ESP Biography


Major: 8, 6-1

College/Employer: MIT

Year of Graduation: 2017

Picture of Allan Sadun

Brief Biographical Sketch:

Not Available.

Past Classes

  (Clicking a class title will bring you to the course's section of the corresponding course catalog)

M11119: Communicating as Efficiently as Possible in Splash 2016 (Nov. 19 - 20, 2016)
There's a precise, scientific definition of speed, energy, and heat. We can write down equations that describe these things, and fundamental laws of physics that govern them. But science hasn't defined love, or information, or unity, or beauty ... has it? Actually, one of these things - information - IS well-defined, thanks to the tireless work of telephone engineers in the 1940's and 1950's to communicate as efficiently and quickly as possible. In this class, we'll lay down the equations that describe what it means, in a mathematical sense, to communication, and what information, according to the scientists, truly is. We'll play a couple of games and I'll also talk a little bit about the way this math relates to entropy and physics.

E11121: How Not to Talk Over Each Other in Splash 2016 (Nov. 19 - 20, 2016)
How is it that my phone, and my laptop, and all of your phones, can talk to the same WiFi router without getting in each other's way? How do people coordinate their speech so that they can talk to each other without interrupting? How can I reliably send you a message, if part of the message might get lost in transit? In this class, we'll lay out these problems more mathematically, and explore and analyze various strategies - called "MAC algorithms" and "transport protocols" - that can be used to solve them. We'll play some communication games to illustrate, and hopefully you'll go home with some new insights about the way you and your friends talk to each other.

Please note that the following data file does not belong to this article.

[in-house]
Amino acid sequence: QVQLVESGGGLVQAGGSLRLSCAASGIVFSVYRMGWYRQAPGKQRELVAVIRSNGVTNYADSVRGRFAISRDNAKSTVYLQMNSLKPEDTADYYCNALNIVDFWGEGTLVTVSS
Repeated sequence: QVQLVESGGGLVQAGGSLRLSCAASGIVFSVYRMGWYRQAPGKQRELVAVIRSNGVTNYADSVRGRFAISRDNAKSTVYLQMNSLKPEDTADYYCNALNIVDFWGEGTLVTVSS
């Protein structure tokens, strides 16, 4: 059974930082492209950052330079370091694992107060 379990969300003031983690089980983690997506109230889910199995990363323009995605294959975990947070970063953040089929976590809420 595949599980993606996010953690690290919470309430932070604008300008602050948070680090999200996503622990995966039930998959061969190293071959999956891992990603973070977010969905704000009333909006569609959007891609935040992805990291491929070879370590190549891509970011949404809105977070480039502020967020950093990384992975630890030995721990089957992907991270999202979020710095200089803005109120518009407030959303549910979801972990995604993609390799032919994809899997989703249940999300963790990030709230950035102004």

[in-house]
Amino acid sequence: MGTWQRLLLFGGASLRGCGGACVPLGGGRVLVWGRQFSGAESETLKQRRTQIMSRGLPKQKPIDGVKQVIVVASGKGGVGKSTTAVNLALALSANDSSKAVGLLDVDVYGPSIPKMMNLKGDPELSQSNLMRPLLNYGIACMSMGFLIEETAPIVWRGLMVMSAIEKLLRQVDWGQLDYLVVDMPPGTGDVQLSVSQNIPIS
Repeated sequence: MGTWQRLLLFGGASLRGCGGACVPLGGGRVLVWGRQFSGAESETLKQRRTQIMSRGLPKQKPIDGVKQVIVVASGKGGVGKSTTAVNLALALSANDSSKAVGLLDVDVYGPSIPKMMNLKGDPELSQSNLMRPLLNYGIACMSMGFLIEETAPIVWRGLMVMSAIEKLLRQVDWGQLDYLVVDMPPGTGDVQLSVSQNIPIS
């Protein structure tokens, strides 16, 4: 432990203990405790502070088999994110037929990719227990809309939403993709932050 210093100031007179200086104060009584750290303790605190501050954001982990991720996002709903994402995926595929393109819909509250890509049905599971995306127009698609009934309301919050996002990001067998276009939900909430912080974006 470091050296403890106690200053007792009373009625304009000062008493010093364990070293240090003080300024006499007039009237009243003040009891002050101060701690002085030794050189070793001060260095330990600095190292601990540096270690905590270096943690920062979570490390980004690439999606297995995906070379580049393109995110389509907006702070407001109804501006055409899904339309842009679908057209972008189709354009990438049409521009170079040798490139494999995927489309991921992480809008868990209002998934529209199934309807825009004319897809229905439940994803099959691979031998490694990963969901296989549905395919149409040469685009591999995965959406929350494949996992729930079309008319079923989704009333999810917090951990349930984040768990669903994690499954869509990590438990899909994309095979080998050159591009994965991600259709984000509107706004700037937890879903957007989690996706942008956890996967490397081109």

M7455: The Ear and the Uncertainty Principle in Splash! 2013 (Nov. 23 - 24, 2013)
If I play you a note, can you tell me when I played it and what note it was? On the one hand, even if you have infinite time and resources, there’s a mathematical limit to how accurately you can do that. On the other hand, scientists found in February that human hearing is better than that limit. In this class, we'll explore sound waves. We’ll play that game a little bit, then prove (or at least explain) why the limit exists. We’ll learn what a “basis” and the “Fourier transform” are, and explain one of the more famous aspects of quantum mechanics - the Heisenberg Uncertainty Principle. Then, if we have time, we’ll look at how we think our ears are able to cheat.